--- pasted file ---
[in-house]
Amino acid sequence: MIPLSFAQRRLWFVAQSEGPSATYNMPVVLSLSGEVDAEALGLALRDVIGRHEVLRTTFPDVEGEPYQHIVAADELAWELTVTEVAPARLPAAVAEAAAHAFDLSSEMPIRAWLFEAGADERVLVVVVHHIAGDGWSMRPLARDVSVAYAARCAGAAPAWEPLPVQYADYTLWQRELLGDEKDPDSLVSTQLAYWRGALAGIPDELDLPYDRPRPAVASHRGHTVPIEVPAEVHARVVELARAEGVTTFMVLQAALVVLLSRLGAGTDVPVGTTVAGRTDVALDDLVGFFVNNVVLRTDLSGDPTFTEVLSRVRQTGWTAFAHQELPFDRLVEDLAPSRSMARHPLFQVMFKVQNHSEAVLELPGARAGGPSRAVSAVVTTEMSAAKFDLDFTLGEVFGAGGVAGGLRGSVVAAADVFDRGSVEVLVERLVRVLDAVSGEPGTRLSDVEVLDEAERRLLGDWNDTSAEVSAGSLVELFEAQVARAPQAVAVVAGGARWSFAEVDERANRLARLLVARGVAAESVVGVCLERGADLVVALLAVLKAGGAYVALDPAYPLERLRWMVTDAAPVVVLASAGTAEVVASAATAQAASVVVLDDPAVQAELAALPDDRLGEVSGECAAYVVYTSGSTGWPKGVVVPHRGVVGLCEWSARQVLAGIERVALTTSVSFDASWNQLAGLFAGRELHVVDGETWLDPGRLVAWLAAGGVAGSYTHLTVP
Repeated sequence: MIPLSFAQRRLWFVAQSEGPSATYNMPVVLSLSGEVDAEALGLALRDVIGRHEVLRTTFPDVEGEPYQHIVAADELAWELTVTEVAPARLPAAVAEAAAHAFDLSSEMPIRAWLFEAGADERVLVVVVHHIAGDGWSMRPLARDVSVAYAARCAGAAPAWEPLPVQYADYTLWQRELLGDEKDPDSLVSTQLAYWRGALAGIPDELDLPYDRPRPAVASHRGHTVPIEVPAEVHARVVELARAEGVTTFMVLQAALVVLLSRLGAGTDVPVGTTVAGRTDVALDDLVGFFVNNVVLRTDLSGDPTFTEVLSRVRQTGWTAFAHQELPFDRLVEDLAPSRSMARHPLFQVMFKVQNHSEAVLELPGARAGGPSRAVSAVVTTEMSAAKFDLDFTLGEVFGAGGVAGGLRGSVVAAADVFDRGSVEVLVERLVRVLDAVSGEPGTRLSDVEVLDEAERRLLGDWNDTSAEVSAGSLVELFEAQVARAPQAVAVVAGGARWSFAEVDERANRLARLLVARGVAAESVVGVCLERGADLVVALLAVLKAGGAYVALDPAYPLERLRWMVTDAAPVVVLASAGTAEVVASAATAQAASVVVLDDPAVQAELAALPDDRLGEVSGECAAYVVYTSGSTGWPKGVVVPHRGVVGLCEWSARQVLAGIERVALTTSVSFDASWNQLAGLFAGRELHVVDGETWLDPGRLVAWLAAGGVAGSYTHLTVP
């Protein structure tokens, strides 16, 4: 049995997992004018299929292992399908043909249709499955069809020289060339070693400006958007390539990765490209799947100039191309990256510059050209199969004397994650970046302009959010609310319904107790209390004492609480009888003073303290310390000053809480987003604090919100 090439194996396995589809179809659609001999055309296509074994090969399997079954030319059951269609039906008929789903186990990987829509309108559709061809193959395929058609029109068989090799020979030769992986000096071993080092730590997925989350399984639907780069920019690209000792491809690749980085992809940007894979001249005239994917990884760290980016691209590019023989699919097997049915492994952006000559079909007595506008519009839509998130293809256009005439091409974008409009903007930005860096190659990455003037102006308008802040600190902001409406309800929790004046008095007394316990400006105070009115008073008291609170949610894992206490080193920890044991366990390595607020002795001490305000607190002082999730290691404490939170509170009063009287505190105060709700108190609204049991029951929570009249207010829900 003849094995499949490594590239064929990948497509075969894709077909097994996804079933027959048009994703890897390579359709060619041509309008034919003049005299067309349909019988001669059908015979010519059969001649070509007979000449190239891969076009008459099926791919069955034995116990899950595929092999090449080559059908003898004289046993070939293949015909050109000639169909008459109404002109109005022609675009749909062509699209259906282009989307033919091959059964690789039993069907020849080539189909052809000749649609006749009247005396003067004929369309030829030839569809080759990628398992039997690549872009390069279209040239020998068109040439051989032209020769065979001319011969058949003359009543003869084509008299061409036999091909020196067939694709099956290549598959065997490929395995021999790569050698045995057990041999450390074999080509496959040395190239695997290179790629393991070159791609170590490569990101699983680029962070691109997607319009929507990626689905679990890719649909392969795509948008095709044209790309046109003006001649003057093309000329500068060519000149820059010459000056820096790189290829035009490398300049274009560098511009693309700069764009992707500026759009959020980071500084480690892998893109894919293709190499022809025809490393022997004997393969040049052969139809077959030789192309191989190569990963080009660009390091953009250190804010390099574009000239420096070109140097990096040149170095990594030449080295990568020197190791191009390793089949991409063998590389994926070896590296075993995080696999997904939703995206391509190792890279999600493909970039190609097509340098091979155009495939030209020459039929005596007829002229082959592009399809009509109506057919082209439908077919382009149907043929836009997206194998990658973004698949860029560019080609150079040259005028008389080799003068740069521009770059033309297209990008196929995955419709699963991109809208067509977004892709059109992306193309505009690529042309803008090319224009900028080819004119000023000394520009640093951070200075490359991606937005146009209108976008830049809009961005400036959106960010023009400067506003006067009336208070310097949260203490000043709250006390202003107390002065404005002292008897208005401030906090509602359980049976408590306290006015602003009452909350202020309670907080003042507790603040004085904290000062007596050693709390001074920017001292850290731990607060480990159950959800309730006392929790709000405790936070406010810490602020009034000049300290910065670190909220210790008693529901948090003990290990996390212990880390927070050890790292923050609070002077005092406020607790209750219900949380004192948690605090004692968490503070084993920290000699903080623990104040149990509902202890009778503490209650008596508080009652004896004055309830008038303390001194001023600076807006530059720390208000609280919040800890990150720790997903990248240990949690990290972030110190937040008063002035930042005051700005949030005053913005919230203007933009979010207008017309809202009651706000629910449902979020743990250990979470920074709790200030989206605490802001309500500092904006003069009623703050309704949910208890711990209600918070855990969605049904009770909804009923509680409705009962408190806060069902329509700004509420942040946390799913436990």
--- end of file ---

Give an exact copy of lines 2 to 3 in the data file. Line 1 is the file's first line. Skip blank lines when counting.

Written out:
Amino acid sequence: MIPLSFAQRRLWFVAQSEGPSATYNMPVVLSLSGEVDAEALGLALRDVIGRHEVLRTTFPDVEGEPYQHIVAADELAWELTVTEVAPARLPAAVAEAAAHAFDLSSEMPIRAWLFEAGADERVLVVVVHHIAGDGWSMRPLARDVSVAYAARCAGAAPAWEPLPVQYADYTLWQRELLGDEKDPDSLVSTQLAYWRGALAGIPDELDLPYDRPRPAVASHRGHTVPIEVPAEVHARVVELARAEGVTTFMVLQAALVVLLSRLGAGTDVPVGTTVAGRTDVALDDLVGFFVNNVVLRTDLSGDPTFTEVLSRVRQTGWTAFAHQELPFDRLVEDLAPSRSMARHPLFQVMFKVQNHSEAVLELPGARAGGPSRAVSAVVTTEMSAAKFDLDFTLGEVFGAGGVAGGLRGSVVAAADVFDRGSVEVLVERLVRVLDAVSGEPGTRLSDVEVLDEAERRLLGDWNDTSAEVSAGSLVELFEAQVARAPQAVAVVAGGARWSFAEVDERANRLARLLVARGVAAESVVGVCLERGADLVVALLAVLKAGGAYVALDPAYPLERLRWMVTDAAPVVVLASAGTAEVVASAATAQAASVVVLDDPAVQAELAALPDDRLGEVSGECAAYVVYTSGSTGWPKGVVVPHRGVVGLCEWSARQVLAGIERVALTTSVSFDASWNQLAGLFAGRELHVVDGETWLDPGRLVAWLAAGGVAGSYTHLTVP
Repeated sequence: MIPLSFAQRRLWFVAQSEGPSATYNMPVVLSLSGEVDAEALGLALRDVIGRHEVLRTTFPDVEGEPYQHIVAADELAWELTVTEVAPARLPAAVAEAAAHAFDLSSEMPIRAWLFEAGADERVLVVVVHHIAGDGWSMRPLARDVSVAYAARCAGAAPAWEPLPVQYADYTLWQRELLGDEKDPDSLVSTQLAYWRGALAGIPDELDLPYDRPRPAVASHRGHTVPIEVPAEVHARVVELARAEGVTTFMVLQAALVVLLSRLGAGTDVPVGTTVAGRTDVALDDLVGFFVNNVVLRTDLSGDPTFTEVLSRVRQTGWTAFAHQELPFDRLVEDLAPSRSMARHPLFQVMFKVQNHSEAVLELPGARAGGPSRAVSAVVTTEMSAAKFDLDFTLGEVFGAGGVAGGLRGSVVAAADVFDRGSVEVLVERLVRVLDAVSGEPGTRLSDVEVLDEAERRLLGDWNDTSAEVSAGSLVELFEAQVARAPQAVAVVAGGARWSFAEVDERANRLARLLVARGVAAESVVGVCLERGADLVVALLAVLKAGGAYVALDPAYPLERLRWMVTDAAPVVVLASAGTAEVVASAATAQAASVVVLDDPAVQAELAALPDDRLGEVSGECAAYVVYTSGSTGWPKGVVVPHRGVVGLCEWSARQVLAGIERVALTTSVSFDASWNQLAGLFAGRELHVVDGETWLDPGRLVAWLAAGGVAGSYTHLTVP